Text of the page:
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Letter: Many deserve thanks for historic-preservation legislation

'This is a landmark step forward for historic preservation, particularly in Arlington, where we have learned some very hard and bitter lessons.'

To the editor: I am thrilled and relieved that Gov. Youngkin signed HB 1395, which will provide additional protections for historic preservation in the commonwealth, including locally.

This is a landmark step forward for historic preservation, particularly in Arlington, where we have learned some very hard and bitter lessons due to lack of appropriate procedure and protections in the recent notable past.

Success has many parents, failure is an orphan, as the saying goes. Primary credit must go to John Reeder, whose idea it was originally to take the novel approach of changing/improving existing applicable state laws.

By virtue of coincidence, Del. Patrick Hope (D-Arlington) had previously joined me on the board of directors of the Arlington Historical Society. John and I hammered out some rough wording to amend current Virginia preservation law so that such a loss that occurred in Arlington could be hopefully prevented in the future, with legal protections, requiring local authorities to follow the codes. I then relayed our intentions to Del. Hope, who in his great wisdom, saw the need, the gap and the potential for success, and he agreed to sponsor a bill towards the desired end.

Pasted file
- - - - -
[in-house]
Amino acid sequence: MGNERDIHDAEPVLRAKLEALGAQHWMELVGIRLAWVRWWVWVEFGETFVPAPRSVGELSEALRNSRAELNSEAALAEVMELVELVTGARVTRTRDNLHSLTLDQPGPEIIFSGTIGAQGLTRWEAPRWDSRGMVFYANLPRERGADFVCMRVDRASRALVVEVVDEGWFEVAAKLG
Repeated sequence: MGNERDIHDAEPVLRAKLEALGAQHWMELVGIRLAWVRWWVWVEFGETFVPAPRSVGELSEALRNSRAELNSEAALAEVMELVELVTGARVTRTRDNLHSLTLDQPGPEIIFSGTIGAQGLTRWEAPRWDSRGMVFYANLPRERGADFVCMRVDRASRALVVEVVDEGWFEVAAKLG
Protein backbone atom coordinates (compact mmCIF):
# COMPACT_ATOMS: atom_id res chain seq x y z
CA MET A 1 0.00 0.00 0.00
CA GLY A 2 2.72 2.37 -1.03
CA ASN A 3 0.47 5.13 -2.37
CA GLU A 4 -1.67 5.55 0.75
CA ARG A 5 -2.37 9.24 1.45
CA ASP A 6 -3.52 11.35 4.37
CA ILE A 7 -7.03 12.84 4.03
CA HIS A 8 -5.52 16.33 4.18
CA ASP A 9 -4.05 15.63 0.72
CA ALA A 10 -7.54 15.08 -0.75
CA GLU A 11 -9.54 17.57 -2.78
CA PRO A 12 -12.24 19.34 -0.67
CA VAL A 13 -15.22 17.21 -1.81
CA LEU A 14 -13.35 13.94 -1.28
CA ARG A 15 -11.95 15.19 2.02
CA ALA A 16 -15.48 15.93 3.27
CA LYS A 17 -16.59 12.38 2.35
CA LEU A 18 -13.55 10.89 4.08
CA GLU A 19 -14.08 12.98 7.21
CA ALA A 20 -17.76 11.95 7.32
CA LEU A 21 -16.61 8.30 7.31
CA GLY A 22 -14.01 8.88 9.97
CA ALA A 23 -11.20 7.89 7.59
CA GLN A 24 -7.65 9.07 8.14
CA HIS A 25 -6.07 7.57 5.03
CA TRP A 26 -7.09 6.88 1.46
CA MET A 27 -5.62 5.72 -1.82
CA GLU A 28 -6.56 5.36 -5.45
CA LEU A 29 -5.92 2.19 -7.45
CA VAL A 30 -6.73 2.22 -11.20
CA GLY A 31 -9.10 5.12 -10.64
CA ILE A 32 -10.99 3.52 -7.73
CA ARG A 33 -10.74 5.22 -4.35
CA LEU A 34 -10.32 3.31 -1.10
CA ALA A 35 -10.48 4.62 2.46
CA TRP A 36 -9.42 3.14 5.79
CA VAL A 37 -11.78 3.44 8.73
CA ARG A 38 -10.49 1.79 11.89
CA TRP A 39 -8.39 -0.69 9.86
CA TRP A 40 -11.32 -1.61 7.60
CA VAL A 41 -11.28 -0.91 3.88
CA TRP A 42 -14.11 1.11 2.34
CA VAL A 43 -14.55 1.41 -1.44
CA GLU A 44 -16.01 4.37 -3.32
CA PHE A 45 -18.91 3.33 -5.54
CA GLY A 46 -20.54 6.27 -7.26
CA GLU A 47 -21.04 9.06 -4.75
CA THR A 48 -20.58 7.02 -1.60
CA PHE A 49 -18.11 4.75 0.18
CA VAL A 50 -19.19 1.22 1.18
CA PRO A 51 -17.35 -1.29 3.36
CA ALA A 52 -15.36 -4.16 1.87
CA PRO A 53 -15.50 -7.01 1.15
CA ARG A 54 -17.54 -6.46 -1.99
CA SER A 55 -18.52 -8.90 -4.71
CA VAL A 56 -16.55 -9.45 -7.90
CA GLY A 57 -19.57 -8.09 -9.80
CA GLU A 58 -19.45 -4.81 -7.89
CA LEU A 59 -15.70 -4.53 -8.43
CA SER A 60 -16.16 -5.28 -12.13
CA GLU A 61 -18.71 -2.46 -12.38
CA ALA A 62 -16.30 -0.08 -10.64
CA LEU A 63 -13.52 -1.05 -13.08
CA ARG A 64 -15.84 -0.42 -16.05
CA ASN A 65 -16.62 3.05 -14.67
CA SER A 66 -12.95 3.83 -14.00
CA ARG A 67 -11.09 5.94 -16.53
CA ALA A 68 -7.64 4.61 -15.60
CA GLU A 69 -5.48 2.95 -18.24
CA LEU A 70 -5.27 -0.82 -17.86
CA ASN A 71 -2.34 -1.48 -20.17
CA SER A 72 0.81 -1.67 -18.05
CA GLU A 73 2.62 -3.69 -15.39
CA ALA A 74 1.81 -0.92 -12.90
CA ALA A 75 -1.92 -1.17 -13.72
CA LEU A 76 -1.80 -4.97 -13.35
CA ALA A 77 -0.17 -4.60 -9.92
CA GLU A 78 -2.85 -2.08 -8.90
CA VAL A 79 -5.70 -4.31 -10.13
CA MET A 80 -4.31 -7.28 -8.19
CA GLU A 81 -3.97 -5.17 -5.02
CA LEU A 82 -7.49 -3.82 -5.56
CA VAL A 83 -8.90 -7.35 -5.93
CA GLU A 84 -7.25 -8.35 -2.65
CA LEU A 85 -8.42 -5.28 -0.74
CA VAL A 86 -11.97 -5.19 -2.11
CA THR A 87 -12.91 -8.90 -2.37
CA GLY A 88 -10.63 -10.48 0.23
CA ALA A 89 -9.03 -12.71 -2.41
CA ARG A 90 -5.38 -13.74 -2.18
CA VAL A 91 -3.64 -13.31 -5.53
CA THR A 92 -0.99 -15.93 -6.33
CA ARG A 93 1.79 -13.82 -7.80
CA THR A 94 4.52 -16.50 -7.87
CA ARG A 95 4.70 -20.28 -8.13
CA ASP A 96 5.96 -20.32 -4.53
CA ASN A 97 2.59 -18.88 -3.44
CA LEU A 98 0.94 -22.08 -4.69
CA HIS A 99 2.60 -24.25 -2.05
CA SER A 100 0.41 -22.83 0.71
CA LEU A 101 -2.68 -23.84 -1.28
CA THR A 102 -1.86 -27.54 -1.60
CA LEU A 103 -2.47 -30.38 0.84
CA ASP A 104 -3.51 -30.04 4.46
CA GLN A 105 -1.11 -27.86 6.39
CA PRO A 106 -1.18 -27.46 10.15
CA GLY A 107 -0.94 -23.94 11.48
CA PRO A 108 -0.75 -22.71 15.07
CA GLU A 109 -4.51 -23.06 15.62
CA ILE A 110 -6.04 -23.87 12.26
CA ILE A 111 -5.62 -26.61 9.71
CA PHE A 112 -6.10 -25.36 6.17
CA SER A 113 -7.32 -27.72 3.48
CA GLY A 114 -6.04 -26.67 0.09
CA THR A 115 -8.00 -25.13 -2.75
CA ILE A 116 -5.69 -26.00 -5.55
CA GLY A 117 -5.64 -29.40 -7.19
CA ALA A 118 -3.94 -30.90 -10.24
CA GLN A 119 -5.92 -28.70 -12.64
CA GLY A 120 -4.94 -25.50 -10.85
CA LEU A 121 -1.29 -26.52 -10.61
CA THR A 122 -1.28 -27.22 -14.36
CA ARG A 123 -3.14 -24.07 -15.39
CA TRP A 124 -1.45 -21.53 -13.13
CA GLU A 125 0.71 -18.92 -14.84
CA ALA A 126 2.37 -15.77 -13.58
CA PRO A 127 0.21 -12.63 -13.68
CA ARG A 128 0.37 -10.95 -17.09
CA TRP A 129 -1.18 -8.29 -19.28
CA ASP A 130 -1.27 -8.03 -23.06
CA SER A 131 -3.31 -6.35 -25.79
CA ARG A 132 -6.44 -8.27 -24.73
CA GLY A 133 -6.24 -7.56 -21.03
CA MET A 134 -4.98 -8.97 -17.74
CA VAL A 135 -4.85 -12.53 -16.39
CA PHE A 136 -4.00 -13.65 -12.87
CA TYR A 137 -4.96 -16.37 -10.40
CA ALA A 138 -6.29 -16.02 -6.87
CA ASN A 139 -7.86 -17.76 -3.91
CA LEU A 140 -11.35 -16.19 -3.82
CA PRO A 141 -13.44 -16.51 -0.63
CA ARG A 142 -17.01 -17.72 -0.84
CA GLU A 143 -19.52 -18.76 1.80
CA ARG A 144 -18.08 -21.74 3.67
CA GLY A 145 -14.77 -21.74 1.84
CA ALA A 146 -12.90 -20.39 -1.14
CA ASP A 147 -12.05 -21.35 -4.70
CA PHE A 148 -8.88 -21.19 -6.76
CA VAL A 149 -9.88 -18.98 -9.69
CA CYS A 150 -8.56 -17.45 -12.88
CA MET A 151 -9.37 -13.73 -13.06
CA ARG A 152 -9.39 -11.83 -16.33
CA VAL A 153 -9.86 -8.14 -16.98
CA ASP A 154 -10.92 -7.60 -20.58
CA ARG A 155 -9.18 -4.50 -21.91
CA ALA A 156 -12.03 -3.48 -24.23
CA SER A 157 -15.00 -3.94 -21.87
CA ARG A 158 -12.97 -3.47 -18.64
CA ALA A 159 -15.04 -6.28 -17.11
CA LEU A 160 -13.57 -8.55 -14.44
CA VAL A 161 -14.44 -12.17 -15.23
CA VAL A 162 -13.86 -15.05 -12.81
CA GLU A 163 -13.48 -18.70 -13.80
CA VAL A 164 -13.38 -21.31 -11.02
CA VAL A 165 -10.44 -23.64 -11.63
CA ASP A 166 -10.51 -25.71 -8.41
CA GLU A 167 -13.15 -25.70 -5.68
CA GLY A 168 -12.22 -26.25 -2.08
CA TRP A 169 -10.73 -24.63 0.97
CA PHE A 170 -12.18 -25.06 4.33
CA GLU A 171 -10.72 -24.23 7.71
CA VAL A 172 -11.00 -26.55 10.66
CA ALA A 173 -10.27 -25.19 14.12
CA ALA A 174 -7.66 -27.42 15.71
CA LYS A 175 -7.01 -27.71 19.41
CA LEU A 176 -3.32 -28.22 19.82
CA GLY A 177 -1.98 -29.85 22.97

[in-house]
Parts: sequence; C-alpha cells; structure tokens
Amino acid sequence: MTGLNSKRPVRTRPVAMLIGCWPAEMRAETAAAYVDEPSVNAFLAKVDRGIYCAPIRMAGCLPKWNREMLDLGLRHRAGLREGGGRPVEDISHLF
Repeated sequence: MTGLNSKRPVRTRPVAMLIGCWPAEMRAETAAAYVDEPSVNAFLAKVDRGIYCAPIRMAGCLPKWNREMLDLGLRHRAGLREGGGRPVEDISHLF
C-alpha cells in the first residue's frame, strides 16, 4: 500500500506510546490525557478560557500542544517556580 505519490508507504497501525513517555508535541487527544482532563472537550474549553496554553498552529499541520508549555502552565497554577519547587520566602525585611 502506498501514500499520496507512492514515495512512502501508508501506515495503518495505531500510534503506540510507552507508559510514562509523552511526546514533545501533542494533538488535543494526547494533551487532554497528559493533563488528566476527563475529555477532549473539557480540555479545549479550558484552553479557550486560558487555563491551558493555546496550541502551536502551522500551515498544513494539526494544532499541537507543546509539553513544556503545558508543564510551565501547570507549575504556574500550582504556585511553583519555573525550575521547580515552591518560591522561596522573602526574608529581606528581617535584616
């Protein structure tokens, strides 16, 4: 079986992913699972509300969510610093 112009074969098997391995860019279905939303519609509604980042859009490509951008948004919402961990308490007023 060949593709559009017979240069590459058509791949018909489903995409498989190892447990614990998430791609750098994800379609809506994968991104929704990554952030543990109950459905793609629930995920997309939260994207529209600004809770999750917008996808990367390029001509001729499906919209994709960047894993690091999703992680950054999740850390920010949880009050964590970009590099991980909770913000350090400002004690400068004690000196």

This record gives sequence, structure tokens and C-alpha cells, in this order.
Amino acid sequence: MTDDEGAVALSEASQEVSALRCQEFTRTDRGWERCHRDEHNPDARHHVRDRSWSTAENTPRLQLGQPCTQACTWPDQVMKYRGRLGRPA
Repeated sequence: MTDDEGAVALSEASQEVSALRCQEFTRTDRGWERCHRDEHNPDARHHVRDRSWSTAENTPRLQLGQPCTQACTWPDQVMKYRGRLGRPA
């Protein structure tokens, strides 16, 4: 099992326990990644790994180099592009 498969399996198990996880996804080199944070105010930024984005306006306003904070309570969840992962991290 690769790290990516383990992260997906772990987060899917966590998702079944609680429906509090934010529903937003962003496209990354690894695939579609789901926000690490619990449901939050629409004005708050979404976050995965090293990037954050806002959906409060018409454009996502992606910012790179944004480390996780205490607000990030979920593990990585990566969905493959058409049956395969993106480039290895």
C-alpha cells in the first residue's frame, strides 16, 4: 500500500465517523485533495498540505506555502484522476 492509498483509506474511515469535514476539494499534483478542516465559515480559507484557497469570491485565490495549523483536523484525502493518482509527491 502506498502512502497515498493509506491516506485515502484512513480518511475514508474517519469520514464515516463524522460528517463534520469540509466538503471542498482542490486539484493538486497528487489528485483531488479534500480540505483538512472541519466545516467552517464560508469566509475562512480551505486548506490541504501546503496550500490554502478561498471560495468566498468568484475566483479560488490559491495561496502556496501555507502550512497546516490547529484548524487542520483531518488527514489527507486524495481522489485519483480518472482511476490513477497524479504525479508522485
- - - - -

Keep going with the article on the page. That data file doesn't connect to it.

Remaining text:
He did this FOUR times – 2021, 2022, 2023 and 2024 – thus earning special thanks and recognition for persistence and perseverance. Preservation supporters cannot thank Del. Hope enough for all that he did, over that extended period of time, both upfront and behind the scenes as “the sausage was being made,” to attain support of his colleagues in the legislature, and ultimate passage of the bill.

And of course, thanks are due to Gov. Youngkin, who had the options of approving, amending or vetoing the bill outright. He chose to sign it, to his great credit.

Lastly, to all within the Arlington County government who supported the bill, credit and thanks are due. It has never been made clear to me who those individuals were, but they must be acknowledged and recognized – forces of enlightenment and sensible, modest progress for historic preservation in Arlington, which has been so often tragically neglected.

This is not the end however. We need to all pull together again, to introduce another bill that would address the issues and provisions of “standing” in the courts for appeal of an adverse decision, that were stripped from the original bill during this 2024 legislative session.

Tom Dickinson, Arlington